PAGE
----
the dish. So don’t be fooled into thinking the dish is full of
seeds when it is full of hulls. Finches can starve to death this
way. In fact, a finch can starve to death in as little as 36
hours. This can occur even if food is available if they
don't recognize it as food. This might occur if you took a
finch who was used to eating seeds and just gave it a pellet
diet. One thing I do once a day is to hold the seed dish in a
brown paper lunch bag and gentle blow over the dish. The hulls
will fly into the bag and the seeds will remain. This way I will
see how much I need to refill the dish. For more information
about seed mixes and food in general, you can look at my page on
The next thing you need before you bring the bird home is a
cuttlebone and a small dish to hold some oyster shells. These
are good sources of calcium, which is especially important for
hens when they are laying eggs. They also like spray millet,
which you should be able to get at any pet store. My birds eat
spray millet like it was candy. I attach one or two sprigs of
spray millet to the inside of the cage. You can buy special
holders at the pet store, but I have found that spring
clothespins work just as well. Zebras and societies also like a
variety in their diet. You may want to try some veggies like
peas (without their shells), carrots, and romaine lettuce. But
remember they are mostly seed eaters so only give them a small
amount. Some times the bird has been raised on seed and after
offering it several times they just won’t try it. Zebras and
Societies do not need insects, mealworms or other live food.
I have another section of this website that talks about
finch nutrition in more detail.
Now that the cage is ready it is time to select the birds.
Both zebras and societies are social finches and you will need
to start with at least two of them. Societies are hard to sex by
looking at them. You need to watch and study their behavior. The
male will puff himself up and sing. He even does a little dance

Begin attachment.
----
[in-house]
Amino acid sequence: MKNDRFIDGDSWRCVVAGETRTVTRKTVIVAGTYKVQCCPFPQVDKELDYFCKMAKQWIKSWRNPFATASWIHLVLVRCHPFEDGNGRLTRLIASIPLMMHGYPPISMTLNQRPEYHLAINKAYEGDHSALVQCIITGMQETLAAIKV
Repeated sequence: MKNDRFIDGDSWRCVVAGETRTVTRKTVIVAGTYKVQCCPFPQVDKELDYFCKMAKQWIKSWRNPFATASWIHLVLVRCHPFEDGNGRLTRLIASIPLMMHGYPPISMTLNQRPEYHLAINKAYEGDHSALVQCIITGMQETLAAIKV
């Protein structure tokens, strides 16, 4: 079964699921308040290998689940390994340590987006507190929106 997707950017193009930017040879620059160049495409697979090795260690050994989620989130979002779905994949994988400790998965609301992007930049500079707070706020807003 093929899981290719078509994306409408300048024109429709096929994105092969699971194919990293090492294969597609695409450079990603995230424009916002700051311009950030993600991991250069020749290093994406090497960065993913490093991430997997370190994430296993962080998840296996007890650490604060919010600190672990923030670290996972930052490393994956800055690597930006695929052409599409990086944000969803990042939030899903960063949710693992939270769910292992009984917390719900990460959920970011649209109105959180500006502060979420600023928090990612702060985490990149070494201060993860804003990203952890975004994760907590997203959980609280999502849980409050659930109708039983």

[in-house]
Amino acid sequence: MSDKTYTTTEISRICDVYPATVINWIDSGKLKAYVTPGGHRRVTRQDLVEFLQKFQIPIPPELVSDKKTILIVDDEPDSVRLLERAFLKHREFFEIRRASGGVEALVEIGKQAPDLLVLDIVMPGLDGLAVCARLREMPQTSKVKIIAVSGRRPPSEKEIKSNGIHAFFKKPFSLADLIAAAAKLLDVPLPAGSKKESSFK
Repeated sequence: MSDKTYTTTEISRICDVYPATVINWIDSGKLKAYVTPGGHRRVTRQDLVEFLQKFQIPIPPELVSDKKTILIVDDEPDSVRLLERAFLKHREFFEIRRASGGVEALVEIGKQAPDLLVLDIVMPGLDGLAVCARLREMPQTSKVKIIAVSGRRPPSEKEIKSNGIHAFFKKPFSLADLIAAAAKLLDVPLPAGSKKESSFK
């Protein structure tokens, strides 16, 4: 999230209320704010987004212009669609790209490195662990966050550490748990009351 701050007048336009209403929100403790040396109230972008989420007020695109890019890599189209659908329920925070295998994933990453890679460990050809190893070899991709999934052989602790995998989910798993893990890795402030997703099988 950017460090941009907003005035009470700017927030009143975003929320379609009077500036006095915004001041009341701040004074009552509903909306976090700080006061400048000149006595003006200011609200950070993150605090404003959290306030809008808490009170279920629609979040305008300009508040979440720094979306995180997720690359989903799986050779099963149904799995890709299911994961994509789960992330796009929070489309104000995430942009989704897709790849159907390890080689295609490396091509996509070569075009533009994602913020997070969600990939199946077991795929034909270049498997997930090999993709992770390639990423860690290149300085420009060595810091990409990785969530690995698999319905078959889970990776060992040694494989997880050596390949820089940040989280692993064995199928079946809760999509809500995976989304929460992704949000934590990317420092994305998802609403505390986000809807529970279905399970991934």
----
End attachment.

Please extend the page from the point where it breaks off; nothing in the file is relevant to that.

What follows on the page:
when singing if he is trying to attract a female. The female
will occasionally chirp but not very often. However, do not be
fooled as I was when I was purchasing my first pair. The
dominant male sang and the other one was very quiet so I thought
I had a pair. It wasn’t until a few weeks later when I gave them
a nest that I found out differently. The dominant male built the nest and flew
up to the top perch and started to sing his heart out to the
birds outside after he finished working on the nest. The next
day the other one started working on the nest. I thought she was
just putting her finishing touches on the nest before accepting
it. Low and behold after she/he finished he flew up to the top
perch and started singing to the birds outside. What a
surprise! But that is okay because two male societies can get
along very nicely. I have a section of my site devoted to
Society Finches. Another great source
of information is Efinch.com.
Zebra finches are fairly easy to sex. A male usually has cheek
patches that are either orange, black, gray or fawn colored.
They have horizontal black and white stripes from the bottom of
the beak to the beginning of their belly. They have chestnut or
black flanks with white spots. A hen will not have these except
for the black, gray, or fawn cheek hens. Both have a tear mark
that is usually black just behind the eyes and dark black, fawn
or gray tails with white bars. Zebras come in many color
mutations. The most common are the gray, fawn, and white with
chestnut flanks. If you select a pair – 1 male and 1 female they will be
fine all by them selves. If you decide to have a unisex
cage, I recommend that you get at least three zebras of the same
sex. Pairs of same sex Zebras usually do not get along. I also
have a Zebra section on this website with more information.
As with the Society finches, I recommend
Efinch.com for more
detailed information, as well as the Zebra
Finch pages on my website.
There are many different sources to buy birds. Pet stores often
have a bird section, and they may have finches for sale. My
first pair came from one of the large chain pet stores. If you are
looking for a special type of finch, your best bet will be from
a breeder in your area. They can often be found through local
bird clubs. In our area the bird shows usually include a sales
area where people bring birds and accessories for sale. The
costs of buying birds at a “bird mart” in a show are often
comparable or even less expensive than buying them from a pet
store. In my experience, you quite often get a better
quality bird and more varieties from which to make your
selection if you purchase at a bird fair or mart, or directly
from a breeder.
A final word:
Zebras and Societies are very easy keep and maintain. Their
requirements are minimal and they will provide hours of
enjoyment with their antics and their singing. Take the plunge
and start with a pair: you won’t regret it.